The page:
Plantar Fasciitis & Shin Splints
Two common conditions can benefit from the attention of an orthopaedist or sports medicine specialist:
The thick band of tissues that runs lengthwise down the bottom of your foot, connecting the heel to your toes, is the plantar fascia. When this tissue gets inflamed, you can end up with severe pain in the part of your heel that bears the most weight.
The pain is stabbing rather than aching, and usually is most noticeable in the morning when you get up, after you stand for a long period of time, or after going for a run. It’s extremely common in competitive runners, especially if the foot isn’t supported with the right kind of footwear.
You can help prevent bouts of plantar fasciitis pain by stretching your feet and arches well before running and wearing high-quality running shoes that support your arch. In most cases, physical therapy, icing, stretching, and resting will resolve plantar fasciitis. In rare cases, arthroscopic surgery can be done to release a muscle connected too tightly to the heel bone.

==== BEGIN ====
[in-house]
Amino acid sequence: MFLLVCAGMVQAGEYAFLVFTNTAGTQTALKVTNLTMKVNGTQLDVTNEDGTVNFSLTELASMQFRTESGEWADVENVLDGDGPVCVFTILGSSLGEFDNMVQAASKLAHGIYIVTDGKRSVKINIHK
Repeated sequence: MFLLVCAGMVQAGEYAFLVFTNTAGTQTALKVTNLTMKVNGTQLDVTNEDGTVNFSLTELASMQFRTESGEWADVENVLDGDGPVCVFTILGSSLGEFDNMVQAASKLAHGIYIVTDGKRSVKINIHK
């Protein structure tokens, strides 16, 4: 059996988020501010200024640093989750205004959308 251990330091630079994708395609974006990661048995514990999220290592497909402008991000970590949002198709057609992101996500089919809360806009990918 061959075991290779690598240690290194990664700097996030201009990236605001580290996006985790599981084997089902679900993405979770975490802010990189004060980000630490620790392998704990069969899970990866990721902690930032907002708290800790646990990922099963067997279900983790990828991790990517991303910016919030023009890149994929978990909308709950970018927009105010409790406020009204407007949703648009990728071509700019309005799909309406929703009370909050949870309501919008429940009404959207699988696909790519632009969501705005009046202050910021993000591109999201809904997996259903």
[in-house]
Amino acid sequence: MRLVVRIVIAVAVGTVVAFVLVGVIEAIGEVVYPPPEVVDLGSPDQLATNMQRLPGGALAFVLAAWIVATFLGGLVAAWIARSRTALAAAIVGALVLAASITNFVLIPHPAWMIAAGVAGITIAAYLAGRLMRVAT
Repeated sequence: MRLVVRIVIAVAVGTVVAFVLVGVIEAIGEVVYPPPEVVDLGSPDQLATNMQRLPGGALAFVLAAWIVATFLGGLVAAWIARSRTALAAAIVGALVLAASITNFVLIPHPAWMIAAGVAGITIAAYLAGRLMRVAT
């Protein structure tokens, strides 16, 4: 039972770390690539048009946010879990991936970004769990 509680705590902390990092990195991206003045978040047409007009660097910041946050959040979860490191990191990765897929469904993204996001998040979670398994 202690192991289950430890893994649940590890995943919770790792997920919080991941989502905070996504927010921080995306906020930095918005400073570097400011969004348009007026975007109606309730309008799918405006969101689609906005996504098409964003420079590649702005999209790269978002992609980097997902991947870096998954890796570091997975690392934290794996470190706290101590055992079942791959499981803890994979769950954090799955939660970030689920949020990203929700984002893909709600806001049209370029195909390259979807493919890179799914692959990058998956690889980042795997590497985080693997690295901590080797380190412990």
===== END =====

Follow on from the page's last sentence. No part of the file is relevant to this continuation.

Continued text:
The large bone in the front of your leg, known as the tibia, is particularly vulnerable if you run, dance, or serve in the military. This is particularly likely if your routines change frequently, putting added strain on the places where the tendons connect your muscles to the bone.
Pain along the tibia and front of the lower leg is often referred to as shin splints, although the proper name is medial tibial stress syndrome. It’s usually worse during running or exercise, and subsides once the stress is over. However, ignoring shin splints can lead to increased risk of stress fracture in your tibia.
Fortunately, shin splints are another injury that responds well to conservative treatment, rest, icing, stretching before exercising, and wearing good running shoes. This can often mitigate the issue, and you can enjoy marathoning without lower leg pain.